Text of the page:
Slideshow image

Dear Friends in Valhalla Parish—

This week, my Facebook news feed popped up with a memory that's now twelve years old. It's the picture of the front page of Cross Talk, the Anglican Diocese of Ottawa's newspaper. The headline reads

"The gospel is always astonishing, synod told."

The article goes on to summarize the keynote presentations from Bill Cliff, now bishop of the Diocese of Brandon, but at that time, chaplain at Huron College in London, Ontario.

Every year, when the Technological Overlords remind me of this headline, a smile comes to my face. This is an awfully dry headline for some incredible news. It's just so...Anglican.

The gospel is astonishing. It is transformative.

For those of us who have been part of the church for a long time (and for those of us who have discovered the way of Jesus) this should not be news. And yet how often do we treat it as mundane? How often do we wake up in the morning thinking "you know what, the gospel really is astonishing. How might I live as though I believe it today?" 

This morning after re-reading the headline, I wrote these words. I wrote them more as a reminder for myself than anything. But then I wondered how you might respond if I shared them with you—the beloved Valhalla Parish community.

I wonder how they move you. I wonder how they sit with you. Do they resonate? What questions to these short reflections bring up? Please don't hesitate to send me a note or give me a call, or to chat after Sunday's service in Castlegar. I'd love to hear what you're thinking. 

I hope that as you read these reflections, you pay attention to what they stir in you, how you react, what you push back on, what you embrace. And I hope that you share your thoughts with me. I hope that we can use these reflections as a jumping-off point for deeper conversation and action.

Week by week in advent, we are entering ever more deeply into one of the great deep mysteries of our Christian faith—the mystery of the incarnation. The story of God amongst us is as mysterious as it is astonishing. As we take one more step on this journey before we finally arrive with Mary and Joseph, the shepherds and angels in Bethlehem, may we open our hearts to astonishment again this year.

The gospel is always astonishing

Imagine that.
No really, imagine that.
What if we actually believed that the Gospel was astonishing?
What if we lived astonished lives?
What if we lived in awe at the beauty and mystery
of God-who-walks-amongst us

And perhaps we do. 
Perhaps we do believe it. 
On our better days we believe it.
On our better days we live that way.
And then there are the other days
when neither the urgency
nor the astonishment
feel quite so great.
What if we lived as though the Gospel changes everything?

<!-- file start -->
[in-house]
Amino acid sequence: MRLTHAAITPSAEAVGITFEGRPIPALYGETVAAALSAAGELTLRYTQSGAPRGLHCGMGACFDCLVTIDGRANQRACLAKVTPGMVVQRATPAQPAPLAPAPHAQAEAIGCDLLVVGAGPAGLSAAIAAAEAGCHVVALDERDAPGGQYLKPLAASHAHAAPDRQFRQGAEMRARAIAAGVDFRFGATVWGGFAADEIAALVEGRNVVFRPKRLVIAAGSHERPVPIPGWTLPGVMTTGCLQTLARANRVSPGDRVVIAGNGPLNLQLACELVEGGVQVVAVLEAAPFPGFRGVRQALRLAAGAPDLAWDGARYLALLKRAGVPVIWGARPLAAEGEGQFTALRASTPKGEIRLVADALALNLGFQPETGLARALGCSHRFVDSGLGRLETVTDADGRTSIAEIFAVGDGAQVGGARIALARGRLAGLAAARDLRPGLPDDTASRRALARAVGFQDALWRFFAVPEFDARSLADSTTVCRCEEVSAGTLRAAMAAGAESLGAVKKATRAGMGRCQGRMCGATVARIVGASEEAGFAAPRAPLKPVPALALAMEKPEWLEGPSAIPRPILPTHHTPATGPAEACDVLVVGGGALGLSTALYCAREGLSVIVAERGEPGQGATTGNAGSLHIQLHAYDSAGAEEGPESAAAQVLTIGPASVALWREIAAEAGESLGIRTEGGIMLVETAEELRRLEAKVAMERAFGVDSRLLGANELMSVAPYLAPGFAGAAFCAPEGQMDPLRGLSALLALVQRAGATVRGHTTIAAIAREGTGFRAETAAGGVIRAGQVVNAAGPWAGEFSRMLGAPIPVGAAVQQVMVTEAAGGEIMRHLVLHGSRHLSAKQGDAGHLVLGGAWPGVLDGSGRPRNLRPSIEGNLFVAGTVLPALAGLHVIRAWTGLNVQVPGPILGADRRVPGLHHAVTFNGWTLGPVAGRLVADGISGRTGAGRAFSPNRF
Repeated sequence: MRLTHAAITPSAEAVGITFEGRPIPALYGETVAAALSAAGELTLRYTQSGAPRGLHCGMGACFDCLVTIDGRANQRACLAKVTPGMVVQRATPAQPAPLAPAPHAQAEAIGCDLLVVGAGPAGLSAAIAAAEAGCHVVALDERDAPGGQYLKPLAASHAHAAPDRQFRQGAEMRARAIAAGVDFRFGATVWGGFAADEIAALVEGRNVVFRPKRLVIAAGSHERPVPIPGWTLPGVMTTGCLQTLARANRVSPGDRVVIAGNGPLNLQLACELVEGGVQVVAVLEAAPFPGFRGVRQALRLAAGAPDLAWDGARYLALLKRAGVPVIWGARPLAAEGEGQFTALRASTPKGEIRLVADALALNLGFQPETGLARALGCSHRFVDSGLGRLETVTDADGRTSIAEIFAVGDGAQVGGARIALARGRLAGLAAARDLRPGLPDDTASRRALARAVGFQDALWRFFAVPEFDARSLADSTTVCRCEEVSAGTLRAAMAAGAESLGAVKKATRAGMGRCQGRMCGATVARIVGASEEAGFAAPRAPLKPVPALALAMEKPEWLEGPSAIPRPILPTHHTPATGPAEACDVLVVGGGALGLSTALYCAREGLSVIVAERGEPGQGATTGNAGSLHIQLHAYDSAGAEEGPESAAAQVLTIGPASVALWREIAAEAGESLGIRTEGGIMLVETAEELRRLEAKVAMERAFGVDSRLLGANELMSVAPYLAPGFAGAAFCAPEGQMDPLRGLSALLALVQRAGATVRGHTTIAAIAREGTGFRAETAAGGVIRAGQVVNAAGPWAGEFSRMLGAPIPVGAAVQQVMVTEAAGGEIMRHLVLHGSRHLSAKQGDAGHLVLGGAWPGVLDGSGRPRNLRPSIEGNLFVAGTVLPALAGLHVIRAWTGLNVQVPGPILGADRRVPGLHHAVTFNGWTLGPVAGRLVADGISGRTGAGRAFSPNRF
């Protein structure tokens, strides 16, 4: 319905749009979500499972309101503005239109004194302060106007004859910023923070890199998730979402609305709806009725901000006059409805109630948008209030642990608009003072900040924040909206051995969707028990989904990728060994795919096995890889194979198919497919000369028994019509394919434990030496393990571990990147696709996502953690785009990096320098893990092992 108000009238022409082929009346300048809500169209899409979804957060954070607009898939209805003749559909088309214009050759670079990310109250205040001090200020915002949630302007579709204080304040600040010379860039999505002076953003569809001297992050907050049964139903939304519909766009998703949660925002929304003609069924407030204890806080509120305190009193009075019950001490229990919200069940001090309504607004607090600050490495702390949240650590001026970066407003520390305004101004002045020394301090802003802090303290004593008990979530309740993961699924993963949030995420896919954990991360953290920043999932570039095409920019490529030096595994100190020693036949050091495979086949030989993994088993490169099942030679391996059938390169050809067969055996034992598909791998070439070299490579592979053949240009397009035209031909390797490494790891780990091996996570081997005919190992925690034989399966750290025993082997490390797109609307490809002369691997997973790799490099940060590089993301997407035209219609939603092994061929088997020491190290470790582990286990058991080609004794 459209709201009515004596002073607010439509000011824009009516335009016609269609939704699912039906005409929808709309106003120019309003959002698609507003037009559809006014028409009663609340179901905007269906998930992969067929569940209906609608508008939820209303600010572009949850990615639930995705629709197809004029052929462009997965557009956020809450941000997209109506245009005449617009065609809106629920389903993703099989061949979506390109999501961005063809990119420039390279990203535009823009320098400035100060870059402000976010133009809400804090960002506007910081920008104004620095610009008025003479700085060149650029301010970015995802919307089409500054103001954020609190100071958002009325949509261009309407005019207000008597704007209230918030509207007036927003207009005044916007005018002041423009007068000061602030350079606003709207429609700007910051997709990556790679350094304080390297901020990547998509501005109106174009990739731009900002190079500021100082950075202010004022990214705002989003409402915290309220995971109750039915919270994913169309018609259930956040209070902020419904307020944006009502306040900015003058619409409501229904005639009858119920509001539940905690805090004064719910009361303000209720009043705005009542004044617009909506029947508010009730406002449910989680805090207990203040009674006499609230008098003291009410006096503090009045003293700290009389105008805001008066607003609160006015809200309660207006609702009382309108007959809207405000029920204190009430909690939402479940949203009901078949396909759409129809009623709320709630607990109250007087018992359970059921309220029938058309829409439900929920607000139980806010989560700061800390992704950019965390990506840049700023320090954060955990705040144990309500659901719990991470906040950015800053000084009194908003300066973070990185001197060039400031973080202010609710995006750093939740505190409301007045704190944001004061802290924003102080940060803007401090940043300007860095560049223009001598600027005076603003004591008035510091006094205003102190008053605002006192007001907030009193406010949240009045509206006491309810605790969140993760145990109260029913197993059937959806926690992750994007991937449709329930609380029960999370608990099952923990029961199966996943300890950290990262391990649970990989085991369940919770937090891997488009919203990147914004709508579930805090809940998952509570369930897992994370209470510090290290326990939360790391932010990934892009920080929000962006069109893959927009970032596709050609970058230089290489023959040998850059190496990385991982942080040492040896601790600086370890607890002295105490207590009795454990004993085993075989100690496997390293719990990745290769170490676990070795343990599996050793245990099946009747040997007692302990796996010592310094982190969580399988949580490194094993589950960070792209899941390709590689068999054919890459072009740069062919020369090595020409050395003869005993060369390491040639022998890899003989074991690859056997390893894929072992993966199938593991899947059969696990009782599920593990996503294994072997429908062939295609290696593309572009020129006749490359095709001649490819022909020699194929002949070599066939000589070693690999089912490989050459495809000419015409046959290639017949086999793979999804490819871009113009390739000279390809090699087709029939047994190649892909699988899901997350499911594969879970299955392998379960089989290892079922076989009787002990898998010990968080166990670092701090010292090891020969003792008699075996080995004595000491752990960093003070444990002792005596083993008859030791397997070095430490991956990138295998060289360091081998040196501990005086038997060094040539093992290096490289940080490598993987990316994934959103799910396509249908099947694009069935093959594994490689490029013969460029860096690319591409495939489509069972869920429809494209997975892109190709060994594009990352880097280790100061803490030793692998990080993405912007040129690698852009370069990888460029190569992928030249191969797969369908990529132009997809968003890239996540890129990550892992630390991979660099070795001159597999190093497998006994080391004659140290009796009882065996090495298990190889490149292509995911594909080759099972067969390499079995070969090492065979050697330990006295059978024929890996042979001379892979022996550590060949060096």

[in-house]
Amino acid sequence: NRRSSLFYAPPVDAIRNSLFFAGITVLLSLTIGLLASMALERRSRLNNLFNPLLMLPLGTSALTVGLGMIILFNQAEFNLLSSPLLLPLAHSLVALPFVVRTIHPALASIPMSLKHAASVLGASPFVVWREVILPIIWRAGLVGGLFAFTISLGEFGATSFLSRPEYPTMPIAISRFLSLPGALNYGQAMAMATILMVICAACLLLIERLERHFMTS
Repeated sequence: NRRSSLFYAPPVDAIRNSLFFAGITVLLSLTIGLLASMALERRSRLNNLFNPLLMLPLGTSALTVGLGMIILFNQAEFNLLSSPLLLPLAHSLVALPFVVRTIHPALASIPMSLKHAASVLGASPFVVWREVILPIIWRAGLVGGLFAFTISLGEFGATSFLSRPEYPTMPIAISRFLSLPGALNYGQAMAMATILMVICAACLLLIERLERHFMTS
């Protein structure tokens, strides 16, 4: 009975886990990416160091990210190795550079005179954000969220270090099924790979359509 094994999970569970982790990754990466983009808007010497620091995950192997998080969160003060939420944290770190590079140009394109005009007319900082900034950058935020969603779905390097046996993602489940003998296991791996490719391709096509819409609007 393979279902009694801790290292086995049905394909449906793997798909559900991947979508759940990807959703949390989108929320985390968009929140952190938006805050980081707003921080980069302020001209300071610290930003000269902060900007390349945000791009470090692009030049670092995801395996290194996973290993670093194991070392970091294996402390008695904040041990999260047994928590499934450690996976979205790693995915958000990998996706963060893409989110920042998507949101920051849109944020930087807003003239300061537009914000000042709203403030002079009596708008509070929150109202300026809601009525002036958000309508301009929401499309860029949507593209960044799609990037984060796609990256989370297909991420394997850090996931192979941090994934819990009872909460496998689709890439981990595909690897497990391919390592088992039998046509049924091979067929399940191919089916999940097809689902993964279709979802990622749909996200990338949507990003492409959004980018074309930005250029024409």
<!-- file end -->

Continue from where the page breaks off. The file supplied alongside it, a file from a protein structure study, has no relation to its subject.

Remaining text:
Starting with ourselves, starting with our hearts,
that whisper of faith that takes our hearts by storm,
rippling outwards and outwards in the world,
transforming our actions and relationships,
our ways of being, our ways of knowing, our ways of acting.

What if we lived as though the Gospel changes everything?
Lives lived in pursuit
   of God-breathed wholeness
Communities gathered in and marked by the pursuit
   of God-breathed justice

What if our communities were so energized
   by this story that we would drop everything
   to pursue this way of living:

A way of living that reassures
   all people, all creatures, all creation that they are enough,

The God of Creation has an open secret to share:
   You are beautiful, you are enough.

That the ones who believe they are bigger, better, stronger,
   be brought in humility to their knees,
That the ones who believe they are smaller, worse, weaker,
   be brought in wholeness to their feet

That we together, hand in hand, arm in arm,
   gathered round the table, 
   gathered round the suffering,
   gathered round the sick
   gathered round the bereaved
   gathered round the prisoner,
   gathered round the outcast,
   gathered round the hungry 
   gathered round the sad, the isolated, the alone,
   gathered round the accused
   gathered round the refugee
   gathered round the one far from home
That we together, hand in hand, arm in arm,
   believe that restoration is possible
   believe that wholeness is possible
   believe that justice is possible,
   believe that another world is possible,
      and live in such a way as to make it so
      through the power of the astonishing gospel

A gospel that proclaims and embodies 
   a world where all know that they are enough
   (not more, not less)
A gospel that proclaims and embodies 
   a world where all have enough
   (not more, not less)
A place to sleep. A place to eat.
A place of safety and warmth and trust.
A place to gather with friends, to share in life's gifts,
A place to gather with strangers,
   to be transformed by our encounters,
A place to gather, to conspire, to go out,
   transformed by our encounters with God,
    transformed by our encounters with one another,
A place to come together in humility,
A place to come together, to build each other up
   as we take on the injustice of our world,
   the sadness of our world
   the poverties of our world
   the exclusions of our world
And hold it all in loving embrace.
What if we were so astonished,
   so transformed, that we couldn't help but live
   in ways that image, in ways that embody
   that astonishment, that declare that astonishment,
   at what is possible, what new world is possible,
   what liberation is possible,
   if only we would open our eyes

So let us open our eyes!

Let our astonished hearts be awakened
   to a new world, a new way of living, a new way of being,
   that is about to be
   that has already been
   that is always being